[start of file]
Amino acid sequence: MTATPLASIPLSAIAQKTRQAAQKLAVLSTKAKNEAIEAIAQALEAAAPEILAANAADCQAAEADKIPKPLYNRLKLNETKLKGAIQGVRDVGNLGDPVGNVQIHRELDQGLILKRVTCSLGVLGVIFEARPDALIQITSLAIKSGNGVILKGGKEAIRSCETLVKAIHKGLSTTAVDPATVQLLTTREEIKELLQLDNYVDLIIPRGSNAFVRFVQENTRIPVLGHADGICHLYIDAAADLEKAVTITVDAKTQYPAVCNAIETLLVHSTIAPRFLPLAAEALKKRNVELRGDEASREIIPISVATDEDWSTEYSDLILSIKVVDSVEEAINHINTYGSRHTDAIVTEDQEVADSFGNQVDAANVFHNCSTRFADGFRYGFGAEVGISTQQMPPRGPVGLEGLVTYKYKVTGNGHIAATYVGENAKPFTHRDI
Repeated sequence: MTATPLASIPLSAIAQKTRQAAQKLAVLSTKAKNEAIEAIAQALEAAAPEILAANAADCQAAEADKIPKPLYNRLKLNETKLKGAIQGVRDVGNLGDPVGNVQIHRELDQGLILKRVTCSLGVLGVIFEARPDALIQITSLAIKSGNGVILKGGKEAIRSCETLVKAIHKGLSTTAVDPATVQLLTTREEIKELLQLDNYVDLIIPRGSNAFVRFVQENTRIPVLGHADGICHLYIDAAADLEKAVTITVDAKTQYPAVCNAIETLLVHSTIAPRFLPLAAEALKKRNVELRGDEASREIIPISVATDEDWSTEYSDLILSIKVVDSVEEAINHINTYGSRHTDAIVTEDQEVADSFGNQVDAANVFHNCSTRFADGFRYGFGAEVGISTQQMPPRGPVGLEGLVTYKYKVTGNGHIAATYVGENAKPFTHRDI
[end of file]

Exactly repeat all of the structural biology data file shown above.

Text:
Amino acid sequence: MTATPLASIPLSAIAQKTRQAAQKLAVLSTKAKNEAIEAIAQALEAAAPEILAANAADCQAAEADKIPKPLYNRLKLNETKLKGAIQGVRDVGNLGDPVGNVQIHRELDQGLILKRVTCSLGVLGVIFEARPDALIQITSLAIKSGNGVILKGGKEAIRSCETLVKAIHKGLSTTAVDPATVQLLTTREEIKELLQLDNYVDLIIPRGSNAFVRFVQENTRIPVLGHADGICHLYIDAAADLEKAVTITVDAKTQYPAVCNAIETLLVHSTIAPRFLPLAAEALKKRNVELRGDEASREIIPISVATDEDWSTEYSDLILSIKVVDSVEEAINHINTYGSRHTDAIVTEDQEVADSFGNQVDAANVFHNCSTRFADGFRYGFGAEVGISTQQMPPRGPVGLEGLVTYKYKVTGNGHIAATYVGENAKPFTHRDI
Repeated sequence: MTATPLASIPLSAIAQKTRQAAQKLAVLSTKAKNEAIEAIAQALEAAAPEILAANAADCQAAEADKIPKPLYNRLKLNETKLKGAIQGVRDVGNLGDPVGNVQIHRELDQGLILKRVTCSLGVLGVIFEARPDALIQITSLAIKSGNGVILKGGKEAIRSCETLVKAIHKGLSTTAVDPATVQLLTTREEIKELLQLDNYVDLIIPRGSNAFVRFVQENTRIPVLGHADGICHLYIDAAADLEKAVTITVDAKTQYPAVCNAIETLLVHSTIAPRFLPLAAEALKKRNVELRGDEASREIIPISVATDEDWSTEYSDLILSIKVVDSVEEAINHINTYGSRHTDAIVTEDQEVADSFGNQVDAANVFHNCSTRFADGFRYGFGAEVGISTQQMPPRGPVGLEGLVTYKYKVTGNGHIAATYVGENAKPFTHRDI